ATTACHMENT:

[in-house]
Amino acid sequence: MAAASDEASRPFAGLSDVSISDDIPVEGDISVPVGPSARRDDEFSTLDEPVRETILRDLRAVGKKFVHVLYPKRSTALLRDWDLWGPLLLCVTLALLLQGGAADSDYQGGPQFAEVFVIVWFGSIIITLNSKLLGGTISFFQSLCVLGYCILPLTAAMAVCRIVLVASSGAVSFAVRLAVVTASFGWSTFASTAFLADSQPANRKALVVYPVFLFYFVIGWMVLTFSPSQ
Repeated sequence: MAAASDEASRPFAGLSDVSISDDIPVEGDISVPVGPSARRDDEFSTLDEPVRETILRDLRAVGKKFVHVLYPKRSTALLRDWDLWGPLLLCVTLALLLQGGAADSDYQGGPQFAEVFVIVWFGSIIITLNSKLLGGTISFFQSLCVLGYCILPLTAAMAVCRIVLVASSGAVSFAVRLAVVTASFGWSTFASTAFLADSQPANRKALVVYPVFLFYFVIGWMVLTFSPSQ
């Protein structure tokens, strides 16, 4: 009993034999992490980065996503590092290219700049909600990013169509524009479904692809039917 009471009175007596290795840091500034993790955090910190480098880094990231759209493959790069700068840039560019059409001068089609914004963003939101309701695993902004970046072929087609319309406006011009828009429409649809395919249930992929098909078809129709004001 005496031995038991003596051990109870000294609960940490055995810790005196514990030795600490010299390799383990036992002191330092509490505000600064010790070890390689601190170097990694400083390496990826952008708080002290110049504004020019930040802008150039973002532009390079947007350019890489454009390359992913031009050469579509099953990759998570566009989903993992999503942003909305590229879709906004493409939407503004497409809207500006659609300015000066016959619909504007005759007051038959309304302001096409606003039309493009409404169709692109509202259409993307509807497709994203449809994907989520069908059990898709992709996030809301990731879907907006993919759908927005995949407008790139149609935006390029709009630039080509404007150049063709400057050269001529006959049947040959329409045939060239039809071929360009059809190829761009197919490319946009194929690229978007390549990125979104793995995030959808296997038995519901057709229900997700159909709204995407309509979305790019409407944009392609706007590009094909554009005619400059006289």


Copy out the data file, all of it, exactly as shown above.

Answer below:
[in-house]
Amino acid sequence: MAAASDEASRPFAGLSDVSISDDIPVEGDISVPVGPSARRDDEFSTLDEPVRETILRDLRAVGKKFVHVLYPKRSTALLRDWDLWGPLLLCVTLALLLQGGAADSDYQGGPQFAEVFVIVWFGSIIITLNSKLLGGTISFFQSLCVLGYCILPLTAAMAVCRIVLVASSGAVSFAVRLAVVTASFGWSTFASTAFLADSQPANRKALVVYPVFLFYFVIGWMVLTFSPSQ
Repeated sequence: MAAASDEASRPFAGLSDVSISDDIPVEGDISVPVGPSARRDDEFSTLDEPVRETILRDLRAVGKKFVHVLYPKRSTALLRDWDLWGPLLLCVTLALLLQGGAADSDYQGGPQFAEVFVIVWFGSIIITLNSKLLGGTISFFQSLCVLGYCILPLTAAMAVCRIVLVASSGAVSFAVRLAVVTASFGWSTFASTAFLADSQPANRKALVVYPVFLFYFVIGWMVLTFSPSQ
């Protein structure tokens, strides 16, 4: 009993034999992490980065996503590092290219700049909600990013169509524009479904692809039917 009471009175007596290795840091500034993790955090910190480098880094990231759209493959790069700068840039560019059409001068089609914004963003939101309701695993902004970046072929087609319309406006011009828009429409649809395919249930992929098909078809129709004001 005496031995038991003596051990109870000294609960940490055995810790005196514990030795600490010299390799383990036992002191330092509490505000600064010790070890390689601190170097990694400083390496990826952008708080002290110049504004020019930040802008150039973002532009390079947007350019890489454009390359992913031009050469579509099953990759998570566009989903993992999503942003909305590229879709906004493409939407503004497409809207500006659609300015000066016959619909504007005759007051038959309304302001096409606003039309493009409404169709692109509202259409993307509807497709994203449809994907989520069908059990898709992709996030809301990731879907907006993919759908927005995949407008790139149609935006390029709009630039080509404007150049063709400057050269001529006959049947040959329409045939060239039809071929360009059809190829761009197919490319946009194929690229978007390549990125979104793995995030959808296997038995519901057709229900997700159909709204995407309509979305790019409407944009392609706007590009094909554009005619400059006289």